I find myself in agreement with a Washington Post editorial:
IN FIGHTING a war for more than a decade in Afghanistan, U.S. troops have relied heavily on interpreters in navigating danger zones and speaking clearly to a population caught up in the violence. These interpreters are not just robots, translating Pashto or Dari into English. They have served as the eyes and ears of U.S. soldiers, effectively taking America’s side in the war, facing similar risks of death and dismemberment. They have ridden in the same convoys and walked in the same alleys.
We find it incomprehensible that the State Department is dragging its feet in providing these interpreters with U.S. visas. These courageous Afghans face retribution from the Taliban. They fear that, after the withdrawal of U.S. forces next year, they will be sought out and killed. According to a dispatch from Kabul by The Post’s Kevin Sieff, a growing number of these interpreters are being denied visas because the State Department says there is no serious threat against their lives.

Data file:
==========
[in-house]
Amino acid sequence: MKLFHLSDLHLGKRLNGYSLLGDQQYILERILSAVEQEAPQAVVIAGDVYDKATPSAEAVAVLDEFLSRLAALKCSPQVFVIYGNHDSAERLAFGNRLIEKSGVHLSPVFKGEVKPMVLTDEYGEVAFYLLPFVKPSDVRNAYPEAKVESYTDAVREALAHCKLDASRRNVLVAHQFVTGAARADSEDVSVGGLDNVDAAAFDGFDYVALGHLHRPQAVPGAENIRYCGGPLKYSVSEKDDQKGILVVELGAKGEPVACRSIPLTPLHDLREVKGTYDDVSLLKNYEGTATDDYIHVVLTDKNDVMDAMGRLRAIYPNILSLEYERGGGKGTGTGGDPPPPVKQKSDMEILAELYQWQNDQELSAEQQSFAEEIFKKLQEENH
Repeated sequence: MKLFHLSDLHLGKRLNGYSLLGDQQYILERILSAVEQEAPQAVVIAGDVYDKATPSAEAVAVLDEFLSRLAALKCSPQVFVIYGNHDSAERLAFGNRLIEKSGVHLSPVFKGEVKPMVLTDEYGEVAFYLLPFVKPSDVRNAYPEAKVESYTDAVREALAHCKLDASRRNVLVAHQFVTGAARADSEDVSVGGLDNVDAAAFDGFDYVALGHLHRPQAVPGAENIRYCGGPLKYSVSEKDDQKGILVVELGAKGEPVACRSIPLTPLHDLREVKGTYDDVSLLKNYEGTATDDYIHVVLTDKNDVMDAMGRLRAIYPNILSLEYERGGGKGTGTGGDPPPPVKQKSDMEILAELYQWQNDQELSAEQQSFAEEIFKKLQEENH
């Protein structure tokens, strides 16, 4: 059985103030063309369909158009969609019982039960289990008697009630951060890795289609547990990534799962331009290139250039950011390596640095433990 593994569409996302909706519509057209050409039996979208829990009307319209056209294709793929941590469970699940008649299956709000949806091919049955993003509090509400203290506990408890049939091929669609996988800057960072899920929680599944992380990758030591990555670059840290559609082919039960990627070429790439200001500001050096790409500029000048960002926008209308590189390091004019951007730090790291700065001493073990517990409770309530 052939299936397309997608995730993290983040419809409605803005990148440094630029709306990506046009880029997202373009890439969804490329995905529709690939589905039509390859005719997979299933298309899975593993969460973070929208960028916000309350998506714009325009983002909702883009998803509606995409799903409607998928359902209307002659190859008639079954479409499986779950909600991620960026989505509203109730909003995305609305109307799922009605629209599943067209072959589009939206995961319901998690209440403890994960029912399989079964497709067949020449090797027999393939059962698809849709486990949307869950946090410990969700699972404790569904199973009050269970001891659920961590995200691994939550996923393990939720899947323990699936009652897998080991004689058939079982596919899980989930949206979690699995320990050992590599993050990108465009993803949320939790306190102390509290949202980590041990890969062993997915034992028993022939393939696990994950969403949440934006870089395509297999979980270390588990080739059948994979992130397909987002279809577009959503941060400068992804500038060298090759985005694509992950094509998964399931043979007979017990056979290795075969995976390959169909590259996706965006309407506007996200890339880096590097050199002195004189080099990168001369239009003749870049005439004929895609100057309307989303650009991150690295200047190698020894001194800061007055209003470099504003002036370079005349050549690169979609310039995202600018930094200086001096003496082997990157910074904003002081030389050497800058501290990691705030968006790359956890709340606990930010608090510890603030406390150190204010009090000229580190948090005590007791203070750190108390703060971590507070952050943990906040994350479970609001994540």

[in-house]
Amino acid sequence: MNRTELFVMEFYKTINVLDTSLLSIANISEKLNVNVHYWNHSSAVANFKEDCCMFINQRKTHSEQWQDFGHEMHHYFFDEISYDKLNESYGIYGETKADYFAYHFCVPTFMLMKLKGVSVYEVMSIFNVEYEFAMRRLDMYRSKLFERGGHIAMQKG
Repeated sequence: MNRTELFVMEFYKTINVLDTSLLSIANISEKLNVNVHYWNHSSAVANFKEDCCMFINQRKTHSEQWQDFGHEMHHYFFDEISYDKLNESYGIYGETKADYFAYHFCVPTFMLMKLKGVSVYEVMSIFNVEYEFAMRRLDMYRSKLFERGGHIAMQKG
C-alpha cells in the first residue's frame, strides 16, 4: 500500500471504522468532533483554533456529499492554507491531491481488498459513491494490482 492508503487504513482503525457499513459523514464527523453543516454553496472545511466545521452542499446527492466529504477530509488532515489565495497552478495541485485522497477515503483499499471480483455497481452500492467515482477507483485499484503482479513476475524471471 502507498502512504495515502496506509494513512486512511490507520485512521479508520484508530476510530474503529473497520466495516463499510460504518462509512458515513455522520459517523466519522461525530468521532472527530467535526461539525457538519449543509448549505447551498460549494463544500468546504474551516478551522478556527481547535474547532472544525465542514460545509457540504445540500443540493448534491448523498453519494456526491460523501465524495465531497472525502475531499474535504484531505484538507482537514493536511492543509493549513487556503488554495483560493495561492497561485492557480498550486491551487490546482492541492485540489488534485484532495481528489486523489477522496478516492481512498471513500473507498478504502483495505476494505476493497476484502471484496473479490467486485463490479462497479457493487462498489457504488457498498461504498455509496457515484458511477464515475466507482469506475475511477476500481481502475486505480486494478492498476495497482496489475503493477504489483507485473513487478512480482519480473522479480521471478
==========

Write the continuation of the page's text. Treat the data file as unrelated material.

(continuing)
I know there have been dishonorable incidents in U.S. history, but the first time I felt it strongly was when we abandoned Vietnam, saying basically, "So long, screw you, we didn't really mean it." I remember the feeling of shock I had. Now, when we act dishonorably, I can't even muster surprise. I don't know if that says more about me or the country, but there it is.